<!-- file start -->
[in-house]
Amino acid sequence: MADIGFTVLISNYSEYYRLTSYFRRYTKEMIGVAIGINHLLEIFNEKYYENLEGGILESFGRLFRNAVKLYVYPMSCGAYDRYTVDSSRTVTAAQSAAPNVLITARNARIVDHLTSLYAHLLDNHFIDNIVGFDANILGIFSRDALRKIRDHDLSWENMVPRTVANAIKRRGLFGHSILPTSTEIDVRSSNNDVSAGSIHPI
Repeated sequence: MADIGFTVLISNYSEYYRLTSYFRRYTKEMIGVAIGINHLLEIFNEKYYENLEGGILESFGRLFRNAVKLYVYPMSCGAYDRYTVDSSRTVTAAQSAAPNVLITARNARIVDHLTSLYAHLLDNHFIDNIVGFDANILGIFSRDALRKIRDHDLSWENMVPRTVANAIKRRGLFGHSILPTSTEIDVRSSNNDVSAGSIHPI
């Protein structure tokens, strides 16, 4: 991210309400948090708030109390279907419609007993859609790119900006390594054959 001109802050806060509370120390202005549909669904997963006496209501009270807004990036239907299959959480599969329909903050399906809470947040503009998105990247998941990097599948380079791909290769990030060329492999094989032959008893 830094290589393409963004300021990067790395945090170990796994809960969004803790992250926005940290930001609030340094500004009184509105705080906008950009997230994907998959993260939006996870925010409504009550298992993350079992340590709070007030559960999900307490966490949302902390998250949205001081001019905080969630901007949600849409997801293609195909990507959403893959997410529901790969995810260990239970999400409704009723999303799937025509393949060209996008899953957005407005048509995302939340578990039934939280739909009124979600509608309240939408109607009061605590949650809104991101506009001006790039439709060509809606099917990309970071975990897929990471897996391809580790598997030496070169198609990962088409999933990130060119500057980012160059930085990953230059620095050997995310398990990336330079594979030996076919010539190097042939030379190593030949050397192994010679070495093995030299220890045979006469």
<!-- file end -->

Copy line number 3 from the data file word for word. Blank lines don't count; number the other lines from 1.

Repeated sequence: MADIGFTVLISNYSEYYRLTSYFRRYTKEMIGVAIGINHLLEIFNEKYYENLEGGILESFGRLFRNAVKLYVYPMSCGAYDRYTVDSSRTVTAAQSAAPNVLITARNARIVDHLTSLYAHLLDNHFIDNIVGFDANILGIFSRDALRKIRDHDLSWENMVPRTVANAIKRRGLFGHSILPTSTEIDVRSSNNDVSAGSIHPI